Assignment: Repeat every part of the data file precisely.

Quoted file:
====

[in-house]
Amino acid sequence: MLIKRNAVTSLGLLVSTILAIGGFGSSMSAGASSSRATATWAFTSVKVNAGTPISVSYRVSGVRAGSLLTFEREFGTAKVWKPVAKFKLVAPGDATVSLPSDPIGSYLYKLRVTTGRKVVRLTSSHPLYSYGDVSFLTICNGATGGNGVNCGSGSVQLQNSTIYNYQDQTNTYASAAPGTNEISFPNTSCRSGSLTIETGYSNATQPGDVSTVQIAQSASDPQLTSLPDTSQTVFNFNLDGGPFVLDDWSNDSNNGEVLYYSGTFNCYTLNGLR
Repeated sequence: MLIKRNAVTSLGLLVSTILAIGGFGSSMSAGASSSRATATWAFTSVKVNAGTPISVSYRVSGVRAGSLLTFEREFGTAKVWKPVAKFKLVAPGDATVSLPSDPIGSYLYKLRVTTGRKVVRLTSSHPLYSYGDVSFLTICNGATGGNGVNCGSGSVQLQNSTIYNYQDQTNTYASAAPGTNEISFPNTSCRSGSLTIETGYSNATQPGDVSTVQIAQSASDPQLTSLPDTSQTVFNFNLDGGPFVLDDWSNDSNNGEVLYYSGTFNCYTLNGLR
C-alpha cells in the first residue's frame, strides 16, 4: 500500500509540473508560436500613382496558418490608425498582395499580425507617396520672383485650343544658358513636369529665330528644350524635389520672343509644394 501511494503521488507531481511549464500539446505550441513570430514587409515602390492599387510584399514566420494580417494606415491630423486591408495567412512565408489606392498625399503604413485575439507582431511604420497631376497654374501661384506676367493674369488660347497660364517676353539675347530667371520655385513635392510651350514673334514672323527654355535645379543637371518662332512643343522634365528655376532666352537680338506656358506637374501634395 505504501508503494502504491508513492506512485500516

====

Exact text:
[in-house]
Amino acid sequence: MLIKRNAVTSLGLLVSTILAIGGFGSSMSAGASSSRATATWAFTSVKVNAGTPISVSYRVSGVRAGSLLTFEREFGTAKVWKPVAKFKLVAPGDATVSLPSDPIGSYLYKLRVTTGRKVVRLTSSHPLYSYGDVSFLTICNGATGGNGVNCGSGSVQLQNSTIYNYQDQTNTYASAAPGTNEISFPNTSCRSGSLTIETGYSNATQPGDVSTVQIAQSASDPQLTSLPDTSQTVFNFNLDGGPFVLDDWSNDSNNGEVLYYSGTFNCYTLNGLR
Repeated sequence: MLIKRNAVTSLGLLVSTILAIGGFGSSMSAGASSSRATATWAFTSVKVNAGTPISVSYRVSGVRAGSLLTFEREFGTAKVWKPVAKFKLVAPGDATVSLPSDPIGSYLYKLRVTTGRKVVRLTSSHPLYSYGDVSFLTICNGATGGNGVNCGSGSVQLQNSTIYNYQDQTNTYASAAPGTNEISFPNTSCRSGSLTIETGYSNATQPGDVSTVQIAQSASDPQLTSLPDTSQTVFNFNLDGGPFVLDDWSNDSNNGEVLYYSGTFNCYTLNGLR
C-alpha cells in the first residue's frame, strides 16, 4: 500500500509540473508560436500613382496558418490608425498582395499580425507617396520672383485650343544658358513636369529665330528644350524635389520672343509644394 501511494503521488507531481511549464500539446505550441513570430514587409515602390492599387510584399514566420494580417494606415491630423486591408495567412512565408489606392498625399503604413485575439507582431511604420497631376497654374501661384506676367493674369488660347497660364517676353539675347530667371520655385513635392510651350514673334514672323527654355535645379543637371518662332512643343522634365528655376532666352537680338506656358506637374501634395 505504501508503494502504491508513492506512485500516